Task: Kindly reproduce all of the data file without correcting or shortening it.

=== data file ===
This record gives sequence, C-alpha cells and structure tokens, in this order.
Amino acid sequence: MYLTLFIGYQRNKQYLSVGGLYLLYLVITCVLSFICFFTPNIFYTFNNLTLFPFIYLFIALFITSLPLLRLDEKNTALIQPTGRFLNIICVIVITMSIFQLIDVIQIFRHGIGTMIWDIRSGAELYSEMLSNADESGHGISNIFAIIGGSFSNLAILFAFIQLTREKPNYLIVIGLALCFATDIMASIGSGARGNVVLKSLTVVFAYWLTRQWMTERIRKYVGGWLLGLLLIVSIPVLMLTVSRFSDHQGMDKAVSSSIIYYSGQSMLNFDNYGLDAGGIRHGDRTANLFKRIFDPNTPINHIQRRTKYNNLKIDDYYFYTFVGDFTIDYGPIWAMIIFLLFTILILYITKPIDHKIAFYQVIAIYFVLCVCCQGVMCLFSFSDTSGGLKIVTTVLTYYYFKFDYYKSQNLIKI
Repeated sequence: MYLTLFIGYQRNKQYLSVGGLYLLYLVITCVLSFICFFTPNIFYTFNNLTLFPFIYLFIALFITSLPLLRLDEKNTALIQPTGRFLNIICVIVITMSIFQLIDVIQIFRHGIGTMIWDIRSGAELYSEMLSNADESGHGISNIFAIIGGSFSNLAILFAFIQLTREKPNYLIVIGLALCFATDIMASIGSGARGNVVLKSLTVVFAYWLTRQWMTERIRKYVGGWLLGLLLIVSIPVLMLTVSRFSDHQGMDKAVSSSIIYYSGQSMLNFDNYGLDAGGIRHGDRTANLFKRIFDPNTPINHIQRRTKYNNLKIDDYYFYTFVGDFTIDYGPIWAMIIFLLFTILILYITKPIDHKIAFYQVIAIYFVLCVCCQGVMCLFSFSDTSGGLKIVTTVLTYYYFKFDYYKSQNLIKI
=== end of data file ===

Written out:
This record gives sequence, C-alpha cells and structure tokens, in this order.
Amino acid sequence: MYLTLFIGYQRNKQYLSVGGLYLLYLVITCVLSFICFFTPNIFYTFNNLTLFPFIYLFIALFITSLPLLRLDEKNTALIQPTGRFLNIICVIVITMSIFQLIDVIQIFRHGIGTMIWDIRSGAELYSEMLSNADESGHGISNIFAIIGGSFSNLAILFAFIQLTREKPNYLIVIGLALCFATDIMASIGSGARGNVVLKSLTVVFAYWLTRQWMTERIRKYVGGWLLGLLLIVSIPVLMLTVSRFSDHQGMDKAVSSSIIYYSGQSMLNFDNYGLDAGGIRHGDRTANLFKRIFDPNTPINHIQRRTKYNNLKIDDYYFYTFVGDFTIDYGPIWAMIIFLLFTILILYITKPIDHKIAFYQVIAIYFVLCVCCQGVMCLFSFSDTSGGLKIVTTVLTYYYFKFDYYKSQNLIKI
Repeated sequence: MYLTLFIGYQRNKQYLSVGGLYLLYLVITCVLSFICFFTPNIFYTFNNLTLFPFIYLFIALFITSLPLLRLDEKNTALIQPTGRFLNIICVIVITMSIFQLIDVIQIFRHGIGTMIWDIRSGAELYSEMLSNADESGHGISNIFAIIGGSFSNLAILFAFIQLTREKPNYLIVIGLALCFATDIMASIGSGARGNVVLKSLTVVFAYWLTRQWMTERIRKYVGGWLLGLLLIVSIPVLMLTVSRFSDHQGMDKAVSSSIIYYSGQSMLNFDNYGLDAGGIRHGDRTANLFKRIFDPNTPINHIQRRTKYNNLKIDDYYFYTFVGDFTIDYGPIWAMIIFLLFTILILYITKPIDHKIAFYQVIAIYFVLCVCCQGVMCLFSFSDTSGGLKIVTTVLTYYYFKFDYYKSQNLIKI